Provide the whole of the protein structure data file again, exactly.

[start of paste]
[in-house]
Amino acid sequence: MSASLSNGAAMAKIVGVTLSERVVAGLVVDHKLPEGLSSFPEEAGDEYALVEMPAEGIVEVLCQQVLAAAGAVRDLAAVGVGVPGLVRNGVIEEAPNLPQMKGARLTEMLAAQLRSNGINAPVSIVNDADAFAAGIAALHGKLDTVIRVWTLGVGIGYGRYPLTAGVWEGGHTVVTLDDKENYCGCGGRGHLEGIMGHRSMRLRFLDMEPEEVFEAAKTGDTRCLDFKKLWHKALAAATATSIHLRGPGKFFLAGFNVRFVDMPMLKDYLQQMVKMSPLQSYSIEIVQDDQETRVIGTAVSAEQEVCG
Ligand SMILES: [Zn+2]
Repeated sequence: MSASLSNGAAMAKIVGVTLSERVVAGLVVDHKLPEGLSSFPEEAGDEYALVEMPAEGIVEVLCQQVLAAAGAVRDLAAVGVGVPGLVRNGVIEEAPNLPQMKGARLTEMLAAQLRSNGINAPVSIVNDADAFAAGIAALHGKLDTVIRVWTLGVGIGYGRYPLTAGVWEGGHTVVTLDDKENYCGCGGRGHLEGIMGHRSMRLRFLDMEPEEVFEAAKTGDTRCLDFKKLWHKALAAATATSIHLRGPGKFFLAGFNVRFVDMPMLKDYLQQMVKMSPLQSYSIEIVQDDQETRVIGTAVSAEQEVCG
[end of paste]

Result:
[in-house]
Amino acid sequence: MSASLSNGAAMAKIVGVTLSERVVAGLVVDHKLPEGLSSFPEEAGDEYALVEMPAEGIVEVLCQQVLAAAGAVRDLAAVGVGVPGLVRNGVIEEAPNLPQMKGARLTEMLAAQLRSNGINAPVSIVNDADAFAAGIAALHGKLDTVIRVWTLGVGIGYGRYPLTAGVWEGGHTVVTLDDKENYCGCGGRGHLEGIMGHRSMRLRFLDMEPEEVFEAAKTGDTRCLDFKKLWHKALAAATATSIHLRGPGKFFLAGFNVRFVDMPMLKDYLQQMVKMSPLQSYSIEIVQDDQETRVIGTAVSAEQEVCG
Ligand SMILES: [Zn+2]
Repeated sequence: MSASLSNGAAMAKIVGVTLSERVVAGLVVDHKLPEGLSSFPEEAGDEYALVEMPAEGIVEVLCQQVLAAAGAVRDLAAVGVGVPGLVRNGVIEEAPNLPQMKGARLTEMLAAQLRSNGINAPVSIVNDADAFAAGIAALHGKLDTVIRVWTLGVGIGYGRYPLTAGVWEGGHTVVTLDDKENYCGCGGRGHLEGIMGHRSMRLRFLDMEPEEVFEAAKTGDTRCLDFKKLWHKALAAATATSIHLRGPGKFFLAGFNVRFVDMPMLKDYLQQMVKMSPLQSYSIEIVQDDQETRVIGTAVSAEQEVCG